Stars turn out to dine and play for Baltimore Tennis Patrons

December 08, 1996|By Sylvia Badger

IT WAS A GREAT WEEK for stargazing around town. There were sports greats playing tennis, thanks to Pam Shriver and friends at the Baltimore Arena, where the fans were not disappointed with the show put on by Brady Anderson, Roberto Alomar, Mary Joe Fernandez, Andrea Jaeger, John Lloyd, Marty Riessen, Monica Seles and Shriver.

This annual event raises money for the Baltimore Tennis Patrons. The night before the matches, a private preview party was held at the Hyatt Regency, where tennis patrons and sponsors hobnobbed with the celebrity players.

Tree festival

The Cow Palace at the Maryland State Fairgrounds was a winter wonderland filled with first-nighters at the Festival of Trees, a benefit for the Kennedy Krieger Institute. The institute was well represented by Gary Goldstein, KKI president; Grant Hathaway, president of the KKI board, who was there with his daughter Liza Matthews and his granddaughter Melanie Matthews; Leonard and Lainy LeBow-Sachs, she's VP of external affairs for KKI; Harriet Legum, KKI board member; and Pattie and Mike Batza, he's a KKI board member. Others enjoying the festivities were David Modell, Ravens VP; Dan Whelan, Bell Atlantic; Peter Martin, Provident Bank; Dot and Henry Rosenberg, Crown Central Petroleum; House of Delegates members John Arnick and Jim Campbell; former Gov. William Donald Schaefer; Dorothy and Paul Wolman, P.W. Feats; Marcellus Alexander, WJZ-TV; and Arthur and Lois Perschetz, she's editor in chief Mid-Atlantic Country Magazine and was chair of the Festival of Trees.

Brandeis award

Last Sunday, more than 1,200 people attended the Baltimore Zionist District's 53rd annual Brandeis Banquet at the Beth Tfiloh Congregation. At the event, two of Baltimore's famous citizens, Academy Award-winning director/screenwriter/producer Barry Levinson and U.S. Sen. Barbara Mikulski, were given the organization's highest honor, the Justice Louis I. Brandeis Award. Civic leaders Carole and Hanan Sibel and community leader Stephen A. Mackler were recognized for their contributions. We caught this all-star cast of honorees at a VIP dinner held before the program at the synagogue.

Staging a meal

What do you serve and whom do you invite to dine with one of the world's greatest opera singers? That was the dilemma facing Barbara and Jim Judd when Placido Domingo accepted their invitation to dinner at their exquisite Baltimore condo.

Most opera buffs know that Domingo is the artistic director of the Washington Opera Company.

And as luck would have it, Boris Martinovich, a noted Croatian opera singer and good friend of the Judds, was performing in the company's "Il Guarany." His wife, Verdene, was with him. So the Judds invited the Martinoviches to bring Domingo for dinner. The two couples had met in Italy three years ago through a mutual friend, Boris Baranovic, professor emeritus of American University.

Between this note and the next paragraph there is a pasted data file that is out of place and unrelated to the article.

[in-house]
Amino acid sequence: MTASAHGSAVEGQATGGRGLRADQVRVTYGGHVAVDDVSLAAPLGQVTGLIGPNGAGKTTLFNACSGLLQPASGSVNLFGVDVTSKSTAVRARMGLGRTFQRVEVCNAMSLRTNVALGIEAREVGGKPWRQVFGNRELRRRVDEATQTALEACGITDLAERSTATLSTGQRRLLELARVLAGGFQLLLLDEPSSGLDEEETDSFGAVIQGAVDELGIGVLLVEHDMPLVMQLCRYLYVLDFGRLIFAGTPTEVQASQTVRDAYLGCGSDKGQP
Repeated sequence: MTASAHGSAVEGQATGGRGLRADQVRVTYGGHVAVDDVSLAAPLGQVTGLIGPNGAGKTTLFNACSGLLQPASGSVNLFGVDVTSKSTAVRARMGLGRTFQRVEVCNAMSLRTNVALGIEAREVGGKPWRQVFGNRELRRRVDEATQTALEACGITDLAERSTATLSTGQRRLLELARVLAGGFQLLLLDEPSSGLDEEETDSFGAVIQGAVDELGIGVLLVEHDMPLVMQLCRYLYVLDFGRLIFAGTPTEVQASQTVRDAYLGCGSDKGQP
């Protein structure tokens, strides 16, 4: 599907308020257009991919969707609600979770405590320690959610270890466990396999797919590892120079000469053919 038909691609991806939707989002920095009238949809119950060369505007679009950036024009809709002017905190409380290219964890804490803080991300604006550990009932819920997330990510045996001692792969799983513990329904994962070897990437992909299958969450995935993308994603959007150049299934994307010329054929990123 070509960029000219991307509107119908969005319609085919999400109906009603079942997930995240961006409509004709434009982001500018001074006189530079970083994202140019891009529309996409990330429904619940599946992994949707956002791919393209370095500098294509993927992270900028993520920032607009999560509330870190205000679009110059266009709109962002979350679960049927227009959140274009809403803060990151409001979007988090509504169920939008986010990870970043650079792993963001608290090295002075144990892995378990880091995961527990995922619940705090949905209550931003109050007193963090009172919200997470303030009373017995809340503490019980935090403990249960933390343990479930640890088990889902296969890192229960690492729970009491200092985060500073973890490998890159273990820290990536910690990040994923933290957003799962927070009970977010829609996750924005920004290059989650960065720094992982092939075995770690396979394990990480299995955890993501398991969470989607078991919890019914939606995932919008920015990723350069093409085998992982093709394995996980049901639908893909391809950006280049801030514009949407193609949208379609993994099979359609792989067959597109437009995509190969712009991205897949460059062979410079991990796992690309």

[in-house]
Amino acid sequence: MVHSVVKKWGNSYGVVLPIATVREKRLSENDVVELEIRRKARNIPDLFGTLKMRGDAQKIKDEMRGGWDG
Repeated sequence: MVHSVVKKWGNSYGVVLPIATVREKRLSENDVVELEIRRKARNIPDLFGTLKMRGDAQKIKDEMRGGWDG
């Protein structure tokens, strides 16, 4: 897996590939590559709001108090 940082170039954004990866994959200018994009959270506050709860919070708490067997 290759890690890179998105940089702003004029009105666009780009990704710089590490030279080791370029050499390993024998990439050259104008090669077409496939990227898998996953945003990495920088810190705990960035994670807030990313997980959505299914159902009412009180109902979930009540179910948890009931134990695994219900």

I am told the easy part of planning the evening was working with Linwood's caterers and deciding on a menu that included veal chops, polenta and spinach dishes. The guest list was more difficult, but it was decided that some of the guests had to know something about the world of opera. Friends who got the nod were Barbara and Carl Hecht, she's a Baltimore Opera Company board member; their daughter Claire Hecht, an arts advocate who sat next to the superstar; Patricia and John Mossel, she's the executive director of the Washington Opera Company; the Ambassador from Croatia, His Excellency and Mrs. Miomir Zuzul; Samuel Verts, stage director; Erwin and Stephanie Greenberg, who flew in from Nantucket for the occasion; Barry Narlins and Dr. Ronald Potosky, opera fans; and Morton and the Rev. Betty Meyer, she gave a blessing.

According to the Judds, it was an evening with many highlights. Domingo adored the meal and insisted on going in the kitchen to thank the chef, who had tears in her eyes when she asked for an autograph for her mother. Which reminds me, every guest was given an etching of Domingo as Othello, drawn by Baranovic and personally inscribed by Domingo.

And since no visit to the Judds' home, said to look like a mini-Versailles, is complete without a tour, Jim was thrilled to show Domingo around his lovely home. Jim owns Amos Judd & Son antiques shop on Howard Street, and Barbara, with her brother Alan Katz, owns the Horn and Horn Buffet chain.

Almost as soon as Domingo accepted the invite to dinner, the couple's telephone started to ring. It was their close friends, Elane Stein, WBAL-radio personality, and Nelson Schreter, asking, "Tell me its true!" Stein may live in Santa Fe, N.M., these days, but there's little that goes on that she doesn't hear about.

Kids need a PAL

Short on frills and long on substance is the way Police Athletic League (PAL) event organizer Carolyn O'Keefe described an evening at the Waverly PAL Center.

Hand-picked guests donned jeans and ate a box dinner on a floor mat while listening to kids, cops and parents talk about PAL and its impact on their lives.

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